Russia demanded on Friday that the United States and its allies halt all military activity in Eastern Europe and Central Asia in a sweeping proposal that would establish a Cold War-like security arrangement, posing a challenge to diplomatic efforts to defuse Russia’s growing military threat to Ukraine.
The Russian proposal — immediately dismissed by NATO officials — came in the form of a draft treaty suggesting NATO should offer written guarantees that it would not expand farther east toward Russia and halt all military activities in the former Soviet republics, a vast swath of now-independent states extending from Eastern Europe to Central Asia.
The proposals codified a series of demands floated in various forms in recent weeks by Russian officials, including by President Vladimir V. Putin in a video call with President Biden. They represent in startling clarity goals long sought by Mr. Putin, who analysts say is growing increasingly concerned that Ukraine is drifting irretrievably into a Western orbit, posing a grave threat to Russian security.
The demands also reinforced the notion that Mr. Putin seemed willing to take ever-greater risks to force the West to take Russian security concerns seriously and to address historical grievances largely ignored for decades.
Russia’s deputy foreign minister, Sergei A. Ryabkov, laid out details about the proposal in public for the first time on Friday in a video news conference in Moscow, amid a Russian troop buildup near Ukraine’s border that Western officials have interpreted as a threat of an invasion.
The demands went far beyond the current conflict between Ukrainian government forces and Russia-backed separatists in eastern Ukraine. And most were directed not at Ukraine, which is threatened by the troop buildup, but at the United States and Ukraine’s other Western allies.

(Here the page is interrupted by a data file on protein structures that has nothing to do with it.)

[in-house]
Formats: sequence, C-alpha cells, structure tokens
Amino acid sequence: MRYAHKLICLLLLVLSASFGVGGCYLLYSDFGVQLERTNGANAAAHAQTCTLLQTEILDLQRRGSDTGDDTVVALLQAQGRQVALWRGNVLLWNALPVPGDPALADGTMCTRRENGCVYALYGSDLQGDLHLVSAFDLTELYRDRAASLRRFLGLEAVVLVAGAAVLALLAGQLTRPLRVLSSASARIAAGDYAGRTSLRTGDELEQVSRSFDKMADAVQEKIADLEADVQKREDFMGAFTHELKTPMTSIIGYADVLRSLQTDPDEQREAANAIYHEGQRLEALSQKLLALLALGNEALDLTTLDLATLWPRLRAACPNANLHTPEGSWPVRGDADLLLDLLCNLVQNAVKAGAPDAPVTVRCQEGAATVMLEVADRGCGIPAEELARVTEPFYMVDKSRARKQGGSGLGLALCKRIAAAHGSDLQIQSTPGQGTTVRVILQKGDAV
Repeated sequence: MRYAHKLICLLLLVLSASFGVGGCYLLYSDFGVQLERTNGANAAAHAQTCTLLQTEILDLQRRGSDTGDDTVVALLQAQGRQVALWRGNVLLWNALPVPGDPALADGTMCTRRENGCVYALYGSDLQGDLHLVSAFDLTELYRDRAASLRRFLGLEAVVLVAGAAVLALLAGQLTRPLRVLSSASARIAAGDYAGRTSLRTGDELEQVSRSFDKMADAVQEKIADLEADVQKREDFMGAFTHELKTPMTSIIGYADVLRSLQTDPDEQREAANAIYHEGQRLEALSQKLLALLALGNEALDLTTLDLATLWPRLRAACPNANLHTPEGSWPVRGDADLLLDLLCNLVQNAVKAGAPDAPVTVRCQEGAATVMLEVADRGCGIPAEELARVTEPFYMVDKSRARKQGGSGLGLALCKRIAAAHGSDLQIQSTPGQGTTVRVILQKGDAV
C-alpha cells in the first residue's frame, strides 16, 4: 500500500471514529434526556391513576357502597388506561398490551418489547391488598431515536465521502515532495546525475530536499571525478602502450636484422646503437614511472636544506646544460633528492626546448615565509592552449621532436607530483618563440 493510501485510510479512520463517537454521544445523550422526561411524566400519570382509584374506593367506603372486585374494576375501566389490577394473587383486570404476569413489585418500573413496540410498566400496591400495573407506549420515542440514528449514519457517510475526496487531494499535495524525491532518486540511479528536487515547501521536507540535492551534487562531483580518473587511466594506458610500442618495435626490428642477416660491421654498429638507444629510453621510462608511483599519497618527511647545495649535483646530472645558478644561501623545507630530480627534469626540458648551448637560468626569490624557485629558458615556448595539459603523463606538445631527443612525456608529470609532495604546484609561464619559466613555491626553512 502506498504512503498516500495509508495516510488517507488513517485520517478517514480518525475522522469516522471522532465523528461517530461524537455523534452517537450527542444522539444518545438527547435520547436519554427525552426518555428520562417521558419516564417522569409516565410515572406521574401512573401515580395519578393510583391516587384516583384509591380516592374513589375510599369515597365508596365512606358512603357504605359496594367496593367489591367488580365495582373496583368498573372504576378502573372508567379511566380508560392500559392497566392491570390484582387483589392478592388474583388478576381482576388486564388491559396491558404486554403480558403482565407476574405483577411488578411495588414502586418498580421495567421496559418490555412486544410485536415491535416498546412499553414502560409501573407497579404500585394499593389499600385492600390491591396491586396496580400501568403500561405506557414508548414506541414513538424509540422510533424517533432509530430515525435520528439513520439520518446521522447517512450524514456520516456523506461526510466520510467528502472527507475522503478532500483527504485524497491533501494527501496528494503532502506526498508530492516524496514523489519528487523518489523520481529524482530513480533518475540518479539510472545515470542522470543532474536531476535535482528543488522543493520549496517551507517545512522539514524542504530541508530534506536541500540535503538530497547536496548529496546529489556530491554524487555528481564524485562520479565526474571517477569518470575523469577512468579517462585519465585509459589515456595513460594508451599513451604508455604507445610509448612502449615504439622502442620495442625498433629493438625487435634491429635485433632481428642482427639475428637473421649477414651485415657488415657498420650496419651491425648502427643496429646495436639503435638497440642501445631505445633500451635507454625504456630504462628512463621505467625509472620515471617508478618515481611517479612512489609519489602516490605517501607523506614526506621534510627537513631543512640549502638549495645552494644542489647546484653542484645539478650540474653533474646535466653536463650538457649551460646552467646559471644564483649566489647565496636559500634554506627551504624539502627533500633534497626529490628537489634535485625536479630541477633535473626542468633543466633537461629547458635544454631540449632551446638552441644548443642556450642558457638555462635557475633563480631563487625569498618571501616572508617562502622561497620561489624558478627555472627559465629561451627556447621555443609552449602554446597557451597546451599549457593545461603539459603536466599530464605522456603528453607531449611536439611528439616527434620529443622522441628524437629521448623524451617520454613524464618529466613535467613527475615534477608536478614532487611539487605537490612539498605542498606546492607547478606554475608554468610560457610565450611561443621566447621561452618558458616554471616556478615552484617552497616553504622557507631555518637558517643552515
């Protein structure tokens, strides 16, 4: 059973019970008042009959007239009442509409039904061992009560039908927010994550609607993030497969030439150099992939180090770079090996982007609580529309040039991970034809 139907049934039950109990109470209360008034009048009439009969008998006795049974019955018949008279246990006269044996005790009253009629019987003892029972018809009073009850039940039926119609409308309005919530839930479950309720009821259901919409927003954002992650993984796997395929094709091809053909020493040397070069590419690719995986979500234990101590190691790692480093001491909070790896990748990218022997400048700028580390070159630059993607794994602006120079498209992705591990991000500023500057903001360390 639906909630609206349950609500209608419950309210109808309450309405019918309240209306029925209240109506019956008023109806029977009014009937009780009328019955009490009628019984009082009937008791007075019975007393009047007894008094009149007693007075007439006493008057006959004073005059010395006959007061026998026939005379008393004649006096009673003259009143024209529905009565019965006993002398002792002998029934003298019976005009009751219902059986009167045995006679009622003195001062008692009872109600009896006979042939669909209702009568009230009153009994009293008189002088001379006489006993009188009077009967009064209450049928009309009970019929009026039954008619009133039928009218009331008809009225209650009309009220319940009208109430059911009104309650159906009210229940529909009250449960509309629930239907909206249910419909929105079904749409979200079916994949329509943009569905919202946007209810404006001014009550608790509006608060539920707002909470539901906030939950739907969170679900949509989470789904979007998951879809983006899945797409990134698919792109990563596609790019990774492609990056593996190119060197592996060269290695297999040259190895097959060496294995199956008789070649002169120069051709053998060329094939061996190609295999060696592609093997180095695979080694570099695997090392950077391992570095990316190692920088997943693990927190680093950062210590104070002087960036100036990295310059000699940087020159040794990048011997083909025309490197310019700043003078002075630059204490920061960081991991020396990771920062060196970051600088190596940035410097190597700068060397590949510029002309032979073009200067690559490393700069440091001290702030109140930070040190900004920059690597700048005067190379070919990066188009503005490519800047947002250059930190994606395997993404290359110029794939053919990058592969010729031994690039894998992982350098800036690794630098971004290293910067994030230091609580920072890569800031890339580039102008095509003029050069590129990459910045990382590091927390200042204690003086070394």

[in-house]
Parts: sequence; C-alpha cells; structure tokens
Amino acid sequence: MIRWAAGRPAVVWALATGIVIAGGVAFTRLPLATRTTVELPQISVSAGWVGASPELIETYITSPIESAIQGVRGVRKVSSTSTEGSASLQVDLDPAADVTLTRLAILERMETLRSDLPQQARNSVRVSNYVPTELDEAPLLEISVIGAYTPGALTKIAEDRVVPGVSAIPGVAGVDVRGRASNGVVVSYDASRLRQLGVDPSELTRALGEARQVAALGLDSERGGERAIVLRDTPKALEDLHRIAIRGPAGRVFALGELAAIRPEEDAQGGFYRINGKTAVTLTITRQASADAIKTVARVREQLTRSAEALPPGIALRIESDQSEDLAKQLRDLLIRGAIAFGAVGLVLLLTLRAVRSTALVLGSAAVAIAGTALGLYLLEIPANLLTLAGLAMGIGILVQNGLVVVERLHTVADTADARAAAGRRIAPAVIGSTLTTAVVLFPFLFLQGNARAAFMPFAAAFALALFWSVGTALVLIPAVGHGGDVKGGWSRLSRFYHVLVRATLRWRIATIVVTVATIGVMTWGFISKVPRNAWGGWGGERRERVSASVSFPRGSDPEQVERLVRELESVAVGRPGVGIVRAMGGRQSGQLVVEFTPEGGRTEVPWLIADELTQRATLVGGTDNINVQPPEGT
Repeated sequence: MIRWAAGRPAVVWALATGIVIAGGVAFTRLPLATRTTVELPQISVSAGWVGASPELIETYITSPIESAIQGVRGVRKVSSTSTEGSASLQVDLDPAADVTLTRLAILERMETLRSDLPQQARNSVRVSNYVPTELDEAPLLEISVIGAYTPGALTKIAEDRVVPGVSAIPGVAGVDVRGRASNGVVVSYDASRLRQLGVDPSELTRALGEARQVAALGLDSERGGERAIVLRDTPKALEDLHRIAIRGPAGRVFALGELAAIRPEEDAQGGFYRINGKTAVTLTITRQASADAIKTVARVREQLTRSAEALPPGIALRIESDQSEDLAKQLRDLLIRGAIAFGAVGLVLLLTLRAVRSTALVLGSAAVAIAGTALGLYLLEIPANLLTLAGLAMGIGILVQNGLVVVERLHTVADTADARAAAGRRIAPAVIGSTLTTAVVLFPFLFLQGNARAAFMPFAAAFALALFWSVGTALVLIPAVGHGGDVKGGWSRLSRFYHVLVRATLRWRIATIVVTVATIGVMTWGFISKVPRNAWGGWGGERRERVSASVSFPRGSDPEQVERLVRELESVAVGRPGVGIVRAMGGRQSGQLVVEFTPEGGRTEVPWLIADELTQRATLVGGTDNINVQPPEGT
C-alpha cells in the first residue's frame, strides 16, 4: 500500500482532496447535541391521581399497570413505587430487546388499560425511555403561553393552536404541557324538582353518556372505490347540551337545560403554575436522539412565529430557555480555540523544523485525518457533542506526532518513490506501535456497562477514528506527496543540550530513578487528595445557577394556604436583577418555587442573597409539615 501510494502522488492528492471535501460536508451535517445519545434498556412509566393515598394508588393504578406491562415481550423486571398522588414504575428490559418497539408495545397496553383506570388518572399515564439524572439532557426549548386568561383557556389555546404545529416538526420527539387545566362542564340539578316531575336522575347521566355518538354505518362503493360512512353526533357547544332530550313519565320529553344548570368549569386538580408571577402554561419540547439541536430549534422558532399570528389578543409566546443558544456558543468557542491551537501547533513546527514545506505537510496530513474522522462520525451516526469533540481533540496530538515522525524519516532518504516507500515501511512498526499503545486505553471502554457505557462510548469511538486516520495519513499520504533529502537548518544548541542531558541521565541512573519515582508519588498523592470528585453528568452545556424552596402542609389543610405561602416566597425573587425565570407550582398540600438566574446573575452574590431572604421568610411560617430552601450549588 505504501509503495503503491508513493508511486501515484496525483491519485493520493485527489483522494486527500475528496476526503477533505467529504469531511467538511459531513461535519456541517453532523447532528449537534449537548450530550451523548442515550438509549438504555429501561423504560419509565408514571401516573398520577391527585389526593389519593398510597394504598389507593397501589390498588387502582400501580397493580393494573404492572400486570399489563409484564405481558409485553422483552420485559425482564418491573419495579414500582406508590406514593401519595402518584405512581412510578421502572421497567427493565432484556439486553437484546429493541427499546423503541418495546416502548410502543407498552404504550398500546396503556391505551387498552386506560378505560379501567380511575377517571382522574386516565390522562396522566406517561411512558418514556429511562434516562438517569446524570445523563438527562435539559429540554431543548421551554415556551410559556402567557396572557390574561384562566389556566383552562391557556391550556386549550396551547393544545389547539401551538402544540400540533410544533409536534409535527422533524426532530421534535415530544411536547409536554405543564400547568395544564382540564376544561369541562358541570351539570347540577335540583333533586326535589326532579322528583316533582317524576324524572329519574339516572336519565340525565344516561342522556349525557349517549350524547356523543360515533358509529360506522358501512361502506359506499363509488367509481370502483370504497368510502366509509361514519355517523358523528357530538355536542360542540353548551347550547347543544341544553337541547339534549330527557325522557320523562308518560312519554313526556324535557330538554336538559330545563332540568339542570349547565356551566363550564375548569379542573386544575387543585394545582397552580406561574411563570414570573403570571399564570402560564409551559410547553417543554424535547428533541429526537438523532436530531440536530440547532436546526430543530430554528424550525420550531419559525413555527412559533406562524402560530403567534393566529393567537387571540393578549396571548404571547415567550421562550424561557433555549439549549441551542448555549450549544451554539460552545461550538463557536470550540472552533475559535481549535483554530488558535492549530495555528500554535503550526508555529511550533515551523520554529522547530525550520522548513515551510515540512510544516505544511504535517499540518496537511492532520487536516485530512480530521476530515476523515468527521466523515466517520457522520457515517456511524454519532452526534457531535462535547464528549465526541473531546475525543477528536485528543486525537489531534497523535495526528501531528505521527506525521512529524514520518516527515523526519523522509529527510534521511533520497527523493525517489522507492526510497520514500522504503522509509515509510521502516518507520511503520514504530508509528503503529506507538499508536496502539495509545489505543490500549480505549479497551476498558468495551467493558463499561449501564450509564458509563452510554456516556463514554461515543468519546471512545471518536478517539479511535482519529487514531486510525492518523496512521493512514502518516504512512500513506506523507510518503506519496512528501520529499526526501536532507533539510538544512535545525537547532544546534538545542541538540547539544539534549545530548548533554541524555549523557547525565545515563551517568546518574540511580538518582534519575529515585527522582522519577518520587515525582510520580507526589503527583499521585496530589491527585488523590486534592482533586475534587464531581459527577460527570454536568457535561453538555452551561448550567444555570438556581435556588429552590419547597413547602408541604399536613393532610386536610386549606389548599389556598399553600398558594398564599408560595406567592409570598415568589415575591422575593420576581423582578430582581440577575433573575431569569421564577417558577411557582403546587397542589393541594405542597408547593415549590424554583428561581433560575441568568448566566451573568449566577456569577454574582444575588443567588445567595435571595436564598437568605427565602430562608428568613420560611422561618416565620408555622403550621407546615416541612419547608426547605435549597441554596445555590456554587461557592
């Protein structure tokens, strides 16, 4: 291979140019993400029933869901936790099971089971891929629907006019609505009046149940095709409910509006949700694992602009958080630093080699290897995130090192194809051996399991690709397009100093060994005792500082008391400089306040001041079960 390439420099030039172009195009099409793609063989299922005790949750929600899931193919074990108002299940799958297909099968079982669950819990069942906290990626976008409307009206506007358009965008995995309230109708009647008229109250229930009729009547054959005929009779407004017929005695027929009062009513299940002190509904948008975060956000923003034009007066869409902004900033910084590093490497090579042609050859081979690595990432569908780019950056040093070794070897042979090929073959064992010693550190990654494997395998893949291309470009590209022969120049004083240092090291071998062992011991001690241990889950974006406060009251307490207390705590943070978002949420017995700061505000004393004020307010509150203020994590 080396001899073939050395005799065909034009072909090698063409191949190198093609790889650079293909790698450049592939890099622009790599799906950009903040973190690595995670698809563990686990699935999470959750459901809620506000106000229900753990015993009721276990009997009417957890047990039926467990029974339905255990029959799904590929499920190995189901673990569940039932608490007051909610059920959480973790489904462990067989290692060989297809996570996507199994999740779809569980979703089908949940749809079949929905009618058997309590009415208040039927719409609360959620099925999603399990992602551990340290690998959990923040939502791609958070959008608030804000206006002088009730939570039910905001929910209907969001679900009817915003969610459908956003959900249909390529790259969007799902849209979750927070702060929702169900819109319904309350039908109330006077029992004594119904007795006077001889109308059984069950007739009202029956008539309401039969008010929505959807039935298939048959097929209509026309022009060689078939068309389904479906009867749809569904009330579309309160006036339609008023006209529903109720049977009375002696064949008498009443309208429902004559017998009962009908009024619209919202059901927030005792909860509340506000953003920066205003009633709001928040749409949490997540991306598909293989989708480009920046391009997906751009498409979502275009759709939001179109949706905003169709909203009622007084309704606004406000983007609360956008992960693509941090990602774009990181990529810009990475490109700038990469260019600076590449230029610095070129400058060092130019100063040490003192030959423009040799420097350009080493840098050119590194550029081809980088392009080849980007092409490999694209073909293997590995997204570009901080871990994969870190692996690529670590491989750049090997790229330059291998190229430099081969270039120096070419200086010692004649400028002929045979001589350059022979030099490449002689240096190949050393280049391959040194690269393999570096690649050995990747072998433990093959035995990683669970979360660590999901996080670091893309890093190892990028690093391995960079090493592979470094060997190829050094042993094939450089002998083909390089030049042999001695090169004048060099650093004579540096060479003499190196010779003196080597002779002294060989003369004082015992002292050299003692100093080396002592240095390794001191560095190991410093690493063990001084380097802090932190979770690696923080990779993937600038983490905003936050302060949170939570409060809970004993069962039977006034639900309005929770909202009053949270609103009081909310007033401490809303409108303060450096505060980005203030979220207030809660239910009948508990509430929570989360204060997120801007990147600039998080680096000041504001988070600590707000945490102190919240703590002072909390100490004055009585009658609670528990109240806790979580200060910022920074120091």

They included a request for a NATO commitment that it would not offer membership to Ukraine specifically. But NATO officials emphasized that NATO countries are unlikely to formally rule out future membership for any Eastern European countries, including Ukraine.
The proposal highlighted starkly differing views in the United States and Russia on the military tensions over Ukraine. Russia has insisted that the West has been fomenting the crisis by instilling anti-Russia sentiment in Ukraine, and by providing weapons. Mr. Ryabkov cast the confrontation in Ukraine as a critical threat to Russia’s security.
The United States and European allies, in contrast, say Russia provoked the security crisis by recently deploying tens of thousands of troops near Ukraine’s border.
NATO officials said on Friday that Russia’s proposals were unacceptable in their demands for veto power over now-independent countries. They emphasized their openness to a diplomatic dialogue on Russia’s security concerns, but said that any discussion would also include NATO’s security concerns about Russian missile deployments, satellite tests and disinformation efforts.